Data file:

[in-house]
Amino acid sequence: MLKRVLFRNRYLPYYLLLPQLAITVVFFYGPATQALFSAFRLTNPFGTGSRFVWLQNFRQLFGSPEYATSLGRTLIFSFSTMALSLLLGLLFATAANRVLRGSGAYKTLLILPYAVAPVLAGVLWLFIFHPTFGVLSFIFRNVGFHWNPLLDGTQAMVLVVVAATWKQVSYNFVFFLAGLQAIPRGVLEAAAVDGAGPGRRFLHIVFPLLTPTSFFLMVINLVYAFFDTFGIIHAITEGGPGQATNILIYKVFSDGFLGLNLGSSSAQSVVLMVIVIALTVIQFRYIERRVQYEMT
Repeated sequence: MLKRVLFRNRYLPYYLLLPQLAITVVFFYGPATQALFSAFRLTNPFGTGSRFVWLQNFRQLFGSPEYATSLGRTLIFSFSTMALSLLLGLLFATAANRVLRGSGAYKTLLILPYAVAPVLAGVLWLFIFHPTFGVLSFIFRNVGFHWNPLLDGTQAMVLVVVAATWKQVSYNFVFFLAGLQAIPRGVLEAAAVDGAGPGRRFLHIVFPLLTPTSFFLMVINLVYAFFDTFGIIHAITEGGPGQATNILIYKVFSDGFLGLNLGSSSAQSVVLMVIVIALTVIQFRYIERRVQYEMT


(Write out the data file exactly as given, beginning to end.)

[in-house]
Amino acid sequence: MLKRVLFRNRYLPYYLLLPQLAITVVFFYGPATQALFSAFRLTNPFGTGSRFVWLQNFRQLFGSPEYATSLGRTLIFSFSTMALSLLLGLLFATAANRVLRGSGAYKTLLILPYAVAPVLAGVLWLFIFHPTFGVLSFIFRNVGFHWNPLLDGTQAMVLVVVAATWKQVSYNFVFFLAGLQAIPRGVLEAAAVDGAGPGRRFLHIVFPLLTPTSFFLMVINLVYAFFDTFGIIHAITEGGPGQATNILIYKVFSDGFLGLNLGSSSAQSVVLMVIVIALTVIQFRYIERRVQYEMT
Repeated sequence: MLKRVLFRNRYLPYYLLLPQLAITVVFFYGPATQALFSAFRLTNPFGTGSRFVWLQNFRQLFGSPEYATSLGRTLIFSFSTMALSLLLGLLFATAANRVLRGSGAYKTLLILPYAVAPVLAGVLWLFIFHPTFGVLSFIFRNVGFHWNPLLDGTQAMVLVVVAATWKQVSYNFVFFLAGLQAIPRGVLEAAAVDGAGPGRRFLHIVFPLLTPTSFFLMVINLVYAFFDTFGIIHAITEGGPGQATNILIYKVFSDGFLGLNLGSSSAQSVVLMVIVIALTVIQFRYIERRVQYEMT